On the GTR, you can find a catalog of tests that are available for TSC1-related conditions. These tests can provide important information about the genetic variants and functional changes in the TSC1 gene, which can help determine the risk for developing these disorders.

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The GTR lists various resources and databases that offer testing for TSC1-related conditions. These resources include scientific articles, OMIM (Online Mendelian Inheritance in Man), PubMed, and several other databases. These databases compile information on genetic variants, disease names, affected patients, and other related information.

Testing for TSC1-related conditions can help healthcare providers and patients understand the genetic basis of these disorders. By identifying the specific genetic changes in the TSC1 gene, healthcare providers can develop targeted treatment plans and provide appropriate counseling for affected patients.

It is worth noting that TSC1-related conditions are complex and can have additional manifestations. For example, TSC1 gene changes have been associated with the development of cholangiocarcinoma, a tumor of the bile ducts. Genetic testing can help identify the underlying cause of these conditions and guide appropriate medical management.

In conclusion, the Genetic Testing Registry offers a comprehensive list of tests available for TSC1-related conditions. These tests provide important information about the genetic variants and functional changes in the TSC1 gene, which are responsible for a range of complex disorders. By utilizing the resources in the registry, healthcare providers can better evaluate and manage patients with TSC1-related conditions.

Scientific Articles on PubMed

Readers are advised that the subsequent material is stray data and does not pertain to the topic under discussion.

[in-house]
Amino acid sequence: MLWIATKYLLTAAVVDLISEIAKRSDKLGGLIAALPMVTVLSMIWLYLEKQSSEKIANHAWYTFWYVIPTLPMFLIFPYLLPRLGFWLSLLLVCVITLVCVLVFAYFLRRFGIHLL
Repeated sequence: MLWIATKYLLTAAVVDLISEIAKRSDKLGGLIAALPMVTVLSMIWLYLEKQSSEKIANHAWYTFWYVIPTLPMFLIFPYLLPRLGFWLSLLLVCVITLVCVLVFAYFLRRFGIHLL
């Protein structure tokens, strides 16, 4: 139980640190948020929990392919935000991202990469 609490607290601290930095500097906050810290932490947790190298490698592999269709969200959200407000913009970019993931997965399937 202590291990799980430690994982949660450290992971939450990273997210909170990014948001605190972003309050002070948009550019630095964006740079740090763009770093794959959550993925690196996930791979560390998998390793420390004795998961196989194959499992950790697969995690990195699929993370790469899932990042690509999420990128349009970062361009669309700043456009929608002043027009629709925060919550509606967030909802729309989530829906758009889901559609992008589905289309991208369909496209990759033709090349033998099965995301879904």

The TSC1 gene is responsible for causing certain genetic conditions known as tuberous sclerosis complex. These disorders involve changes in the growth of cells in various organs and can lead to the development of tumors.

PubMed is a database that contains a wealth of scientific articles related to TSC1 and its associated disorders. Researchers and healthcare professionals can access this database to find information on the genetic testing, functional testing, and other diagnostic tests for these conditions.

There are several scientific articles listed in PubMed that provide valuable information on TSC1 and its related conditions. These articles discuss the genetic variants and changes in the TSC1 gene that are responsible for causing tuberous sclerosis complex. They also provide insights into the functional changes in cells affected by these genetic variants.

Studies published on PubMed have also explored the link between TSC1 and certain diseases, such as lymphangioleiomyomatosis and cholangiocarcinoma. These articles investigate the role of TSC1 in the development of these diseases and provide additional resources for further research.

PubMed serves as a valuable resource for healthcare professionals and researchers looking for scientific articles related to TSC1 and tuberous sclerosis complex. The database provides access to a wide range of information, including references to other databases like OMIM and the Tuberous Sclerosis Complex Genetic Alliance Registry.